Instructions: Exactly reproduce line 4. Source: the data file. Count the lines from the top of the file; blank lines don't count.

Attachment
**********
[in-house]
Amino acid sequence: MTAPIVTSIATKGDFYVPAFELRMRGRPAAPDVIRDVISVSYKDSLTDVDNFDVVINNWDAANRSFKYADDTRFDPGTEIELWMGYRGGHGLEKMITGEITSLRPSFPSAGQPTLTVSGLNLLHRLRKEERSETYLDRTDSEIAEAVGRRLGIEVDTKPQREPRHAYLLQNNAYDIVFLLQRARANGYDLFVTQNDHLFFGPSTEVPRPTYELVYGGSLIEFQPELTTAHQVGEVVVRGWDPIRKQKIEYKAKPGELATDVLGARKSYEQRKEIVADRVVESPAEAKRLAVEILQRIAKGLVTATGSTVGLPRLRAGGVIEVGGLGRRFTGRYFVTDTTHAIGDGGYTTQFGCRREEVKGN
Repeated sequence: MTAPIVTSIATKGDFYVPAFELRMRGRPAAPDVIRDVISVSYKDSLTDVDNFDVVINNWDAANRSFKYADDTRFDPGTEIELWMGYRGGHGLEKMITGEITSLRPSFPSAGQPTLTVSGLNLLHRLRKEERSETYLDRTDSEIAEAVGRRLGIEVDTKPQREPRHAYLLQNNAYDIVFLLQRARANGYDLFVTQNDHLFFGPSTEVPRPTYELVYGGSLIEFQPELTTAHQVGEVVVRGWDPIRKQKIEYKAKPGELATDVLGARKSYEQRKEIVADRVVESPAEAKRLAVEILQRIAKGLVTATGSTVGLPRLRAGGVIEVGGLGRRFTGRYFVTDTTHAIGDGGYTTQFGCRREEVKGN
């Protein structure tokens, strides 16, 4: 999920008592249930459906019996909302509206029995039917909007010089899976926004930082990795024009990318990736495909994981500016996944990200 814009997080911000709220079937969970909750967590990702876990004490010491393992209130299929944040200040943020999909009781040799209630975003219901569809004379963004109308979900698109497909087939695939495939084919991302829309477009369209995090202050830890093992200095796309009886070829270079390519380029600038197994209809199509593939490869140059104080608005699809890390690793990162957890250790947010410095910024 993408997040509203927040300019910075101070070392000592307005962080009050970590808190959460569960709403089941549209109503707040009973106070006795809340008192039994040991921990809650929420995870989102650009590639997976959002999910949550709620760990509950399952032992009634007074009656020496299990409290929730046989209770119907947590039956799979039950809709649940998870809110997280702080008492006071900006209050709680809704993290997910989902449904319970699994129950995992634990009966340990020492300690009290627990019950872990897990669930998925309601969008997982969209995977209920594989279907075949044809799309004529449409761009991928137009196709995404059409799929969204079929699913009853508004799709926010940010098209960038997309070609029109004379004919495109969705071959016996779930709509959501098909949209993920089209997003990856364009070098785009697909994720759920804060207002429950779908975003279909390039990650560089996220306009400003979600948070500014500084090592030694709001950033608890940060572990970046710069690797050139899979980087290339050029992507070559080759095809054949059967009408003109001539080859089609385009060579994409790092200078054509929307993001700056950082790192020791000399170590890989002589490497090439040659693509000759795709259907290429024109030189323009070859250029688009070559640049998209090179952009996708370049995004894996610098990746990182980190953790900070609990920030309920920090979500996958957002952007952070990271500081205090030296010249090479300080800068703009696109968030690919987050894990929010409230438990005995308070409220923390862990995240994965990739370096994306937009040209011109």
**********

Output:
């Protein structure tokens, strides 16, 4: 999920008592249930459906019996909302509206029995039917909007010089899976926004930082990795024009990318990736495909994981500016996944990200 814009997080911000709220079937969970909750967590990702876990004490010491393992209130299929944040200040943020999909009781040799209630975003219901569809004379963004109308979900698109497909087939695939495939084919991302829309477009369209995090202050830890093992200095796309009886070829270079390519380029600038197994209809199509593939490869140059104080608005699809890390690793990162957890250790947010410095910024 993408997040509203927040300019910075101070070392000592307005962080009050970590808190959460569960709403089941549209109503707040009973106070006795809340008192039994040991921990809650929420995870989102650009590639997976959002999910949550709620760990509950399952032992009634007074009656020496299990409290929730046989209770119907947590039956799979039950809709649940998870809110997280702080008492006071900006209050709680809704993290997910989902449904319970699994129950995992634990009966340990020492300690009290627990019950872990897990669930998925309601969008997982969209995977209920594989279907075949044809799309004529449409761009991928137009196709995404059409799929969204079929699913009853508004799709926010940010098209960038997309070609029109004379004919495109969705071959016996779930709509959501098909949209993920089209997003990856364009070098785009697909994720759920804060207002429950779908975003279909390039990650560089996220306009400003979600948070500014500084090592030694709001950033608890940060572990970046710069690797050139899979980087290339050029992507070559080759095809054949059967009408003109001539080859089609385009060579994409790092200078054509929307993001700056950082790192020791000399170590890989002589490497090439040659693509000759795709259907290429024109030189323009070859250029688009070559640049998209090179952009996708370049995004894996610098990746990182980190953790900070609990920030309920920090979500996958957002952007952070990271500081205090030296010249090479300080800068703009696109968030690919987050894990929010409230438990005995308070409220923390862990995240994965990739370096994306937009040209011109």